A Rose of Redemption
You're probably familiar with the song, "Lo, How a Rose E'er Blooming"—if you're not, shame on you, it's wonderful. The text for the first two verses loosely come from the prophet Isaiah, chapter 11:
Lo, how a rose e'er blooming
From tender stem hath sprung!
Of Jesse's lineage coming
As prophets long have sung,
It came, a flowret bright
Amid the cold of winter,
When half-spent was the night.
Isaiah 'twas foretold it,
The rose I have in mind;
With Mary we behold it,
The virgin mother kind.
To show God's love aright,
She bore to us a Savior,
When half-spent was the night.
The chapter goes on to describe how the spirit of the Lord will rest on this shoot, this fruiting branch, how He shall gather His remnant in the final days, standing as an "ensign" (a signal or flag denoting a nationality) for the people, bringing a glorious deliverance and rest:
This flow'r, whose fragrance tender
With sweetness fills the air,
Dispels with glorious splendor
The darkness everywhere.
True man, yet very God,
From sin and death He saves us
And lightens ev'ry load.
O Savior, child of Mary,
Who felt our human woe;
O Savior, King of glory,
Who dost our weakness know:
Bring us at length we pray
To the bright courts of heaven,
And to the endless day.
This song and chapter of the Bible have long been associated with the season of Advent. The word Advent is derived from Latin roots meaning "to come" or "to arrive", as described in Isaiah and the Psalms:
Out of the depths I cry to you, O LORD!
O Lord, hear my voice!
Let your ears be attentive
to the voice of my pleas for mercy!
I wait for the LORD, my soul waits,
and in his word I hope;
my soul waits for the Lord
more than watchmen for the morning,
more than watchmen for the morning.
O Israel, hope in the LORD!
For with the LORD there is steadfast love,
and with him is plentiful redemption.
And he will redeem Israel
from all his iniquities. — Psalm 130
I didn’t grow up celebrating Advent. I came from a religious background that didn’t like to see Jesus portrayed as an infant. Not because they deemed it as violating the second commandment, but for the same reason they disliked seeing Him portrayed on the cross: they thought he should only be displayed in glory, power, and might. Never as weak, hurt, or needing help — yet, He chose to be born in the usual way, to spend the usual amount of time as an infant, requiring food and diaper changes. He chose to die in the most humiliating way, not to call the legions of angels, to experience the full spectrum of physical, emotional, and spiritual pain, un-benumbed.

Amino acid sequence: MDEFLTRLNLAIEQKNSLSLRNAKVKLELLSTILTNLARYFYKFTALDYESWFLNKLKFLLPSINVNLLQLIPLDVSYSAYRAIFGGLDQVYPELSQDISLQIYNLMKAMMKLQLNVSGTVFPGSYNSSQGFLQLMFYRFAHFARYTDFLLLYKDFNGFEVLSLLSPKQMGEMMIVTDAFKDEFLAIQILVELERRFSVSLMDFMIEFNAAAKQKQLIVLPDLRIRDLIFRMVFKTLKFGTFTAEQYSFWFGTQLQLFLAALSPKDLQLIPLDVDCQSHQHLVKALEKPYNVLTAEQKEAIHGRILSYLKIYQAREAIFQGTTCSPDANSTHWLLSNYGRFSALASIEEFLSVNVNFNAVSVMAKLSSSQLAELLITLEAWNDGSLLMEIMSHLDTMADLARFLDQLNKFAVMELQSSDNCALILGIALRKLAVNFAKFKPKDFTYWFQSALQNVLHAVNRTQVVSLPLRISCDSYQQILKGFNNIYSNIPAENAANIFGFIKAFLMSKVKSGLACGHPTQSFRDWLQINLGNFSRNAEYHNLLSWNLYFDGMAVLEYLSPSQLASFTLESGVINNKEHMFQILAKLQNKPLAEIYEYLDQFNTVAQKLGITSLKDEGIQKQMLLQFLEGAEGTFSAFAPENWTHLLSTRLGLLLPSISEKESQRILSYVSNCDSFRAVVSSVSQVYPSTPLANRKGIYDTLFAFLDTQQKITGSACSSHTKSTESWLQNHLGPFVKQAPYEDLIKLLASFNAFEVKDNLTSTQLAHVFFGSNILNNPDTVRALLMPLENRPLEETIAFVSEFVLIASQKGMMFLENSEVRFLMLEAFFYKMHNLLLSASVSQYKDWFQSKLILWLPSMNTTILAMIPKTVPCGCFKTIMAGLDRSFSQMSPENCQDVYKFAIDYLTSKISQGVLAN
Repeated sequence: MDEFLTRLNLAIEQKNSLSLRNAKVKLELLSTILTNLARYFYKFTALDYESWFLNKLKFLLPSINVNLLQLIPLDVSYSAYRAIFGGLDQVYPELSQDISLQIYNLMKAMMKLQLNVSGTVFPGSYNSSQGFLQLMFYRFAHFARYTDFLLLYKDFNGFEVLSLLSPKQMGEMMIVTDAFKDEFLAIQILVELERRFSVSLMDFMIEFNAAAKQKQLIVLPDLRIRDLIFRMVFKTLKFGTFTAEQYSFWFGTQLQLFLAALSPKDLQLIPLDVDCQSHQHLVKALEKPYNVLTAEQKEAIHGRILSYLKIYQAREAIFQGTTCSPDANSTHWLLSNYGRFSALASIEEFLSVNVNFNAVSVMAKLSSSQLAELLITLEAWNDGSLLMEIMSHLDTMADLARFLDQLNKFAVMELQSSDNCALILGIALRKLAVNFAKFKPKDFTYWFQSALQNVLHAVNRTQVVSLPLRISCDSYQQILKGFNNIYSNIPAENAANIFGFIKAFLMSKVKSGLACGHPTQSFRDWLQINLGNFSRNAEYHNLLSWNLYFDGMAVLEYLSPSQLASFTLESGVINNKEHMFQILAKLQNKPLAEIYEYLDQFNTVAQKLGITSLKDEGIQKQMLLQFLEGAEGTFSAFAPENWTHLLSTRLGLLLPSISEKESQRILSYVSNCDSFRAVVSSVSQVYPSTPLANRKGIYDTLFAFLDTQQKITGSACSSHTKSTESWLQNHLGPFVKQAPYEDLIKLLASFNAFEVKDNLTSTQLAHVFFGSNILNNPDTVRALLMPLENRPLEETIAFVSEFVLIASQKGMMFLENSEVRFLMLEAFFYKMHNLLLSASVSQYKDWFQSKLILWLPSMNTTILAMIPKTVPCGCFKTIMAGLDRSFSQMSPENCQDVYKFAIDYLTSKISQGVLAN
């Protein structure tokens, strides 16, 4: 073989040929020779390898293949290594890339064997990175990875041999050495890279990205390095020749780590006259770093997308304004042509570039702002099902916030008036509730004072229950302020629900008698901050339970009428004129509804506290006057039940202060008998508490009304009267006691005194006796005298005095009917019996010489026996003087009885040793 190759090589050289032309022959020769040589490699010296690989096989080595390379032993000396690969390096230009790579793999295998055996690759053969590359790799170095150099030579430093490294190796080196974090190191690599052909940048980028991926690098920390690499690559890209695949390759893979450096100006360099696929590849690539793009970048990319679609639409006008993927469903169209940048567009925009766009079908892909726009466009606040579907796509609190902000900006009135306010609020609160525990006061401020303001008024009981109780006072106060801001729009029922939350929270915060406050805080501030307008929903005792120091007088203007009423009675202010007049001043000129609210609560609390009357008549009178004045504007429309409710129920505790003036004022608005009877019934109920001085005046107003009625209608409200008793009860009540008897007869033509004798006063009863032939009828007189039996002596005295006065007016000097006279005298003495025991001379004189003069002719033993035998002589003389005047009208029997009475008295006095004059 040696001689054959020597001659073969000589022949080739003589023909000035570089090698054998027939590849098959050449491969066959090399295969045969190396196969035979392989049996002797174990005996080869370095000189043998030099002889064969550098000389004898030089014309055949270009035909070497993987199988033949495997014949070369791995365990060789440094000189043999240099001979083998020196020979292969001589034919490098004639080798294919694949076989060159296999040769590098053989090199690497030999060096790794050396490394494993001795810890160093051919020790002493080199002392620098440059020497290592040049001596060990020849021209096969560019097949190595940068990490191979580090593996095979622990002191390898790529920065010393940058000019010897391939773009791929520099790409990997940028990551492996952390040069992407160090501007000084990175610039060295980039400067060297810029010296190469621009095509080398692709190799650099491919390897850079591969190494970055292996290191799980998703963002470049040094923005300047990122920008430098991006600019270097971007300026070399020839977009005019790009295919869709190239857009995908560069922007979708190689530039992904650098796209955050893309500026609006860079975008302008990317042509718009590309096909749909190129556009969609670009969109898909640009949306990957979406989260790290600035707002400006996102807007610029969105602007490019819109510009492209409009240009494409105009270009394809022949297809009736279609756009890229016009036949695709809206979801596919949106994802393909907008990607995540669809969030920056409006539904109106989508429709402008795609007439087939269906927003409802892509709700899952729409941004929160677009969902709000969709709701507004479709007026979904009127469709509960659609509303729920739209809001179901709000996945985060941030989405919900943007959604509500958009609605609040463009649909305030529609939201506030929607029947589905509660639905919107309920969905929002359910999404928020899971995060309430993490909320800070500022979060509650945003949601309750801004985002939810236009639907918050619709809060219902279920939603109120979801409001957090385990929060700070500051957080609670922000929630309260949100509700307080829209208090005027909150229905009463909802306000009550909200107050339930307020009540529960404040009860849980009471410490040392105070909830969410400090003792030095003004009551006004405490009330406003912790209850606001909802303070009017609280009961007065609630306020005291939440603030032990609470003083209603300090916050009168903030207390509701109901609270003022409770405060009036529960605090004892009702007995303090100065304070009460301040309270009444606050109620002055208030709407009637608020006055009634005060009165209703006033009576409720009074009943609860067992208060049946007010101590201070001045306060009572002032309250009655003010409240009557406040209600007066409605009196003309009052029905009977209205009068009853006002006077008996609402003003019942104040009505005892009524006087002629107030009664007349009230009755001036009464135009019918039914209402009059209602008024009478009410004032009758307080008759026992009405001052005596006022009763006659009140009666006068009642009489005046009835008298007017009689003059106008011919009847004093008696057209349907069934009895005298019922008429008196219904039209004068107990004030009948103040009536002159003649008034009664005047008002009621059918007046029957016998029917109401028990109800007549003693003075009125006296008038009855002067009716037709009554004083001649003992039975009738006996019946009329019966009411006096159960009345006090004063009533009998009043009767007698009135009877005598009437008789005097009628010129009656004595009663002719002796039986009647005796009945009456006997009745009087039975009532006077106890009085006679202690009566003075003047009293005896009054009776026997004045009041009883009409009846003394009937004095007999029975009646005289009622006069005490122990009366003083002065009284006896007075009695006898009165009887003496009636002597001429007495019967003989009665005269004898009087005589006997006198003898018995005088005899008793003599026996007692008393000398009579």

These were concrete points in time and human history, in which He chose to participate. I’ve grown to think this should be embraced, not shied away from. Other religions (and even sects of Christianity) have attempted to divorce the spiritual from the physical, but we serve a God who made them inseparable in the person of Jesus. Advent celebrates this inseparability … by waiting.
In Due Time
Waiting has been described sometimes as women's work. This is mainly because it has to be done, there is no way around it and there is no shortcut, and so we do it. Activities such as pregnancy and childbearing further foster this idea. Scripture bears this out.
I flipped to 1 Samuel the other night and wept with Hannah. Hannah in her bitterness of soul, imploring the Lord for children. Hannah in the abundance of her complaint and grief, silently crying out. Hannah, who brings forth Samuel—"For this child I prayed"—gives him over to the priesthood, in fulfillment of the vow she made before God.
Ruth lost her husband and her husband's family (her entire system of protection) after already leaving her own family. And in this midst of this loss, she faithfully cares for her mother-in-law, in a land where she’s a stranger. She labors diligently and waits, remarries, and in time brings forth Obed, the father of Jesse, the father of David. David, the youngest son, the one out with the sheep, whom Samuel—yes, Hannah's Samuel—anoints at the Lord's command:
"Thus there were fourteen generations in all from Abraham to David, fourteen from David to the exile to Babylon, and fourteen from the exile to the Messiah."—Matthew 1:17
When we turn to the New Testament (Luke 1), Elizabeth wasn't even waiting anymore. She and Zechariah were a couple who had dealt with infertility and loss, and had presumably laid this grief and struggle down as they approached old age. She is given a miraculous (what specialists would now term "geriatric") and healthy pregnancy. It is her husband who is struck temporarily dumb, as a result of his lack of faith that these events can take place. The angel Gabriel has commanded that the child be named John, the family objects that this is not a family name, a tablet is fetched and Zechariah, speechless for 9 months, writes upon it "His name is John," and his speech is restored. By the way, is this ringing any Genesis 17 bells for you? Because it ought to be. God appears to be in the business of miracles. Strange how that happens.